Demonstration of the dangerous nature of 'homemade' sunscreen recipes

J Cosmet Dermatol. 2021 Jun;20(6):1788-1794. doi: 10.1111/jocd.13783. Epub 2020 Nov 9.


Background: Following a growing mistrust in a certain number of ingredients used by the cosmetic industry, it has become popular in recent years for consumers to make their own products at home. This trend now touches on all areas of the industry, but is especially found in the hygiene sector, with shampoos and toothpaste, and the care sector, with moisturizers and sunscreen, products.

Objectives: The objective of this study is to analyze sunscreen recipes found on the Internet and to assess their level of photoprotective efficacy.

Materials and methods: Fifteen Internet recipes were chosen, and then, the products were made in the laboratory following the protocols described. Using an in vitro method, the following efficacy indicators were determined for the preparations made: the Sun Protection Factor (SPF), the Production Factor in the UVA domain (PF-UVA), and the critical wavelength (λc ).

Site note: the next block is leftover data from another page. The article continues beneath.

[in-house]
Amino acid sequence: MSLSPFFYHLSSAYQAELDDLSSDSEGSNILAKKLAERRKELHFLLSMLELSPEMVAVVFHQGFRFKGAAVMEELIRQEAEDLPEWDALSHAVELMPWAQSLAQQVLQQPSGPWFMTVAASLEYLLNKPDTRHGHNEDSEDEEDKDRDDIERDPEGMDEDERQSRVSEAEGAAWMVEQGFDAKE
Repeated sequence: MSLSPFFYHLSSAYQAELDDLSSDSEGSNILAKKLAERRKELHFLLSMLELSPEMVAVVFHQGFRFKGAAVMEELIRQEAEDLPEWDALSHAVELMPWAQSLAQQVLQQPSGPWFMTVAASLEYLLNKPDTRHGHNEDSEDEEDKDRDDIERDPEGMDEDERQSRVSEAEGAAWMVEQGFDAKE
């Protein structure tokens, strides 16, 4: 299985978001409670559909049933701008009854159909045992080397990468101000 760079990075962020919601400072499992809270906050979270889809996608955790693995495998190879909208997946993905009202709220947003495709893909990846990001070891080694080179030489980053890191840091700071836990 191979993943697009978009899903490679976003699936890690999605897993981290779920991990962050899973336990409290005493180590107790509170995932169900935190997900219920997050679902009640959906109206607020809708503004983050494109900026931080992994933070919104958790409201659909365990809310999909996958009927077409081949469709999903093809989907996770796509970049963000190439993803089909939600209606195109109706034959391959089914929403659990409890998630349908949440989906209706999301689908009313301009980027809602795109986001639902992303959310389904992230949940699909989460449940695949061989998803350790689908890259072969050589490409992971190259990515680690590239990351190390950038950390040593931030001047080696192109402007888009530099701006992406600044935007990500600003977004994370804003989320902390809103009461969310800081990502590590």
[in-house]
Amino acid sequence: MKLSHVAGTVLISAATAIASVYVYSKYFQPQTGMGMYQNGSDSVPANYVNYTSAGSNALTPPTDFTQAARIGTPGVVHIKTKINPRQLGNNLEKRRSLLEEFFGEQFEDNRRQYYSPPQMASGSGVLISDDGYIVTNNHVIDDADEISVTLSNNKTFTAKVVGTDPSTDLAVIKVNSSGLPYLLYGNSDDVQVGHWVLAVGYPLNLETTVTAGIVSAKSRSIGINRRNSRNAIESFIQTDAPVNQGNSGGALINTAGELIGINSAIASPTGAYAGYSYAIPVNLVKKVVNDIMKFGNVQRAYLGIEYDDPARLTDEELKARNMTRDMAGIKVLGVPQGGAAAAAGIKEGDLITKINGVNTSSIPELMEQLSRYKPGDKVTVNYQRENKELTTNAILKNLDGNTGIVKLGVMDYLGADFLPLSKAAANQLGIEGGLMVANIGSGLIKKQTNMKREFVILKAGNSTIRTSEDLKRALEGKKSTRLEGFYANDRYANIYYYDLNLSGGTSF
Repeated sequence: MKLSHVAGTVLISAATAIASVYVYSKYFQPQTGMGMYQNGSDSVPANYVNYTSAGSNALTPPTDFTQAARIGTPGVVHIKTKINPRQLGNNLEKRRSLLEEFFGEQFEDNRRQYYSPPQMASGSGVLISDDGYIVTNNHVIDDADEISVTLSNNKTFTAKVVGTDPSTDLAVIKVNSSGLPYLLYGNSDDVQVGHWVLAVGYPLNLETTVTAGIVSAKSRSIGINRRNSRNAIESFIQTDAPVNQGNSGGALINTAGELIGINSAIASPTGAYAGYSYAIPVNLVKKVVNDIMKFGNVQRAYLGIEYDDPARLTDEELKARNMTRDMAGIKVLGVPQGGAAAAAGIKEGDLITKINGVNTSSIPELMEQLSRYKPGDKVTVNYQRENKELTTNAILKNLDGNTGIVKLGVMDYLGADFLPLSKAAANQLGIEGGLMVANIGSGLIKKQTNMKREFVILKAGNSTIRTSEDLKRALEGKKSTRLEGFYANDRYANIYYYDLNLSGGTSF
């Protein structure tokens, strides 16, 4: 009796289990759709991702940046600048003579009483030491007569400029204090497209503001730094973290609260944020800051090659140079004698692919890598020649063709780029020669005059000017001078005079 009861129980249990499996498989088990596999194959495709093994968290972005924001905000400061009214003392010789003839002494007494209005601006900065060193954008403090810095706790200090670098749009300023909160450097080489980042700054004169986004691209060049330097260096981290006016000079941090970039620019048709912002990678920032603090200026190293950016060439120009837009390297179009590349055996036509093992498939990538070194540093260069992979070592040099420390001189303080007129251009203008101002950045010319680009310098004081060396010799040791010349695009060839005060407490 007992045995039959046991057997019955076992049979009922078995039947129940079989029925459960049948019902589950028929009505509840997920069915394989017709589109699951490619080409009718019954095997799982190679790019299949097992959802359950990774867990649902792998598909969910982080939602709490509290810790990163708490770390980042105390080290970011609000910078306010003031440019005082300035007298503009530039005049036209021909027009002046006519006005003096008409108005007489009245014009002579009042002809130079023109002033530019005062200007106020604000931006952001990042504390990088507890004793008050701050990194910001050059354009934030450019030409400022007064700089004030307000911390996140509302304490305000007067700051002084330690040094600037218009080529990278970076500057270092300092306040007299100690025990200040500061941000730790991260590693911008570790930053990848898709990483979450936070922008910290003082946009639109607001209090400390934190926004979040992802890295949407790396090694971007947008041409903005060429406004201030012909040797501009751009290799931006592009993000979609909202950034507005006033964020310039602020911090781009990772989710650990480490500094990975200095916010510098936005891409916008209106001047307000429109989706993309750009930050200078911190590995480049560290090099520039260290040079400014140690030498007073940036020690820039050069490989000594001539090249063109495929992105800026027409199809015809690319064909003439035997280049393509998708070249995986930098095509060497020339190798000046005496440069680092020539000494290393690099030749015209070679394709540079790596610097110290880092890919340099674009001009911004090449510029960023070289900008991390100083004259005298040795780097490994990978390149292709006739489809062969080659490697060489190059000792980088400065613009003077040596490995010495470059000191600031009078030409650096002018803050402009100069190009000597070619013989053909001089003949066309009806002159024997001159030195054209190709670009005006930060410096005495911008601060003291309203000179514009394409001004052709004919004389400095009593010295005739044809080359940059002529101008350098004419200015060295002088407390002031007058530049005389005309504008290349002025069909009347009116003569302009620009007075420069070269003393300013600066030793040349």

Results: Three of the 15 recipes studied do not contain any sunscreen and therefore constitute a major risk for users in case of exposure to the sun. The other 12 cannot be considered as sun protection products since all of them have an SPF under 6, the threshold value required in Europe.

Conclusion: The recipes that we collected on the Internet are very dangerous since some of them have no photoprotective effect whatsoever and most of them do not ensure a sufficient level of photoprotection for the persons using them.

Keywords: efficacy; homemade; internet; sunscreen.

MeSH terms

  • Europe
  • Humans
  • In Vitro Techniques
  • Sun Protection Factor
  • Sunscreening Agents*
  • Ultraviolet Rays* / adverse effects


  • Sunscreening Agents